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‘It’s all hands on deck’ Group of doctors, researchers begin COVID-19 antibody study in Utah

Posted at 5:15 PM, Apr 29, 2020
and last updated 2020-05-06 12:44:01-04

RedRiver Health and Wellness Center has started its own COVID-19 antibody study, alongside a team of doctors and researchers. The goal of the study is to provide the public and the Utah Department of Health with important data, Dr. Joshua Redd, MS, DABFM, DAAIM, a chiropractic physician said.

“Our whole goal is to get the right data, the most accurate data out there to the general public and to the health department so they can go to town and they can do what they need to do with it,” he said.

Originally, the group took to Facebook writing, “We are heading up Utah’s largest antibody study for Covid-19, if not the largest in the U.S. and it starts Monday.”

The focus of the study has since changed, Dr. Redd said. The group is focusing on patients who may have experienced COVID-19 like symptoms between Oct. 2019- Jan. 2020.

“We are now zeroing in on those individuals who had been sick last year at some point with unique COVID-19 symptoms like blood clotting, headaches, eye pain, coughing up blood, those types of things,” he said.

Preliminary findings should be presented next week, Dr. Redd said.

“This is huge. We have research and information and evidence of some pretty incredible thing,” he said.

The study is being headed by RedRiver Health and Wellness alongside several experts are working together beyond the wellness center.

“I have a lot of doctors from a lot of different professions that are helping. Some to highlight would be a Harvard research fellow that is helping, an immunologist and also have a pharmacist whose specialization is anticoagulation,” Dr. Redd said.

While Dr. Redd is a chiropractic physician, he wants people to understand he has extensive knowledge and experience with antibody testing.

“I teach immunology across the country; I teach blood chemistry across the country. I’ve been dealing with antibodies for the last 10 years,” he said.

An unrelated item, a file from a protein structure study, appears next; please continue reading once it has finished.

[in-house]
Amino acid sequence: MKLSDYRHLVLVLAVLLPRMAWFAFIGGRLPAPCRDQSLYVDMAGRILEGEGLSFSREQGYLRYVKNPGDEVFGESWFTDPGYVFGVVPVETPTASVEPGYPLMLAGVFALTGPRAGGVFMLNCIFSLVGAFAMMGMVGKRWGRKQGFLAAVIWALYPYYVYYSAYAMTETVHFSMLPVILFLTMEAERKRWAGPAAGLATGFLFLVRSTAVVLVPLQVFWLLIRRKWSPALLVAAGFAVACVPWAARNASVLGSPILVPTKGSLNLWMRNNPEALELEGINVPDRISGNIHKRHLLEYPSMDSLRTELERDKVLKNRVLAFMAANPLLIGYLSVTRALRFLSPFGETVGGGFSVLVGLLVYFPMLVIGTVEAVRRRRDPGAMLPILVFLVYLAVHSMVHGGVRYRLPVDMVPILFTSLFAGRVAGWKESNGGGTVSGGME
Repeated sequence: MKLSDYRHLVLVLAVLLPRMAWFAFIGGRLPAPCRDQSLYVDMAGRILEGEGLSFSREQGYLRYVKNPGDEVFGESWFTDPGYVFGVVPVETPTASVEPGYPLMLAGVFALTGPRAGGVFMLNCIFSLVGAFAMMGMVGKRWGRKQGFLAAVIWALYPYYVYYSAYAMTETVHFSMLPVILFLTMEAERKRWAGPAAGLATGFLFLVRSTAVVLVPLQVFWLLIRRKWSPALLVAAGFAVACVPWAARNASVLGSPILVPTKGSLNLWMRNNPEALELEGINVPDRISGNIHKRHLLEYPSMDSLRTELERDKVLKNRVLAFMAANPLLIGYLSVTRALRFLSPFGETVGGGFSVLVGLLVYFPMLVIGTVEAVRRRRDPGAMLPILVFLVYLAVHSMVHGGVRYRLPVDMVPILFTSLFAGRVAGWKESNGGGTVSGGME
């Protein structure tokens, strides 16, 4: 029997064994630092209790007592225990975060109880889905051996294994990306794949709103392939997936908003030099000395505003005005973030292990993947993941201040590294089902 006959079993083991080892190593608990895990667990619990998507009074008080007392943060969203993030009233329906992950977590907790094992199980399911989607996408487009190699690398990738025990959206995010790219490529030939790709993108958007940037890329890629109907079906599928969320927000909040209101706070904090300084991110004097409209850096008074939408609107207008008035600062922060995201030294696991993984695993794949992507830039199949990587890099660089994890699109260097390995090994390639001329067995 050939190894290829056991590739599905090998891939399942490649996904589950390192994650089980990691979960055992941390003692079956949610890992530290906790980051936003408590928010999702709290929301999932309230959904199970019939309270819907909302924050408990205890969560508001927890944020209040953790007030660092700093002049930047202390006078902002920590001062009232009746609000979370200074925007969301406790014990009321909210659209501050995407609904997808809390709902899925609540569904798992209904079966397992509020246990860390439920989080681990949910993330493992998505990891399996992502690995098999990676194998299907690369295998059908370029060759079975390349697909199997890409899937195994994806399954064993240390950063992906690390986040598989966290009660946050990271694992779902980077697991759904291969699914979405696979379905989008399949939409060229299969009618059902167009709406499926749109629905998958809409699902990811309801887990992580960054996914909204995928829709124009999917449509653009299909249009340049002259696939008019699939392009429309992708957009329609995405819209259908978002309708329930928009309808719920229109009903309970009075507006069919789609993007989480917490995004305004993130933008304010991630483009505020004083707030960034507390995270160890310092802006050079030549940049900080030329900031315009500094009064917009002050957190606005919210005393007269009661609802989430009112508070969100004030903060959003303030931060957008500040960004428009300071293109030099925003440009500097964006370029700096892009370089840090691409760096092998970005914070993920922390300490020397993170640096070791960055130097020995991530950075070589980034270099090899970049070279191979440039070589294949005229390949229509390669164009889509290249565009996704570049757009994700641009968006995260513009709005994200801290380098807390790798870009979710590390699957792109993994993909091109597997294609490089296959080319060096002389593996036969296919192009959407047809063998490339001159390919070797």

Intermountain Healthcare released this statement in regards to antibody testing:

“COVID-19 antibody testing is being offered broadly across the U.S., but most tests have not been carefully scrutinized by the FDA. Companies are rushing to make antibody tests available as soon as possible. At Intermountain we are deliberately evaluating all of the different options to ensure we use the most ideal test.

At this early stage of test development, antibody tests have numerous limitations and unknowns. If a person has a positive antibody testing result, we don’t know if that results in immunity to subsequent COVID-19 infections. We’re still unraveling that science. Even if a person has COVID-19 antibodies, they should still continue to practice social distancing. Positive antibody results should not provide people with a false sense of security.

Antibody testing can be helpful to better understand the full scale the pandemic has had on our population. Future studies are needed so we can understand if a positive test equals immunity and if so, for how long.”

RedRiver Health and Wellness is not charging for the test, but the lab where blood is drawn will bill people’s insurance, Dr. Redd said. People who do not have insurance can pay out of pocket. While the study is focused on people with symptoms between Oct. 2019- Jan. 2020, Dr. Redd said anyone can sign up for the test they may just have to wait longer.

For more information on the study, click here.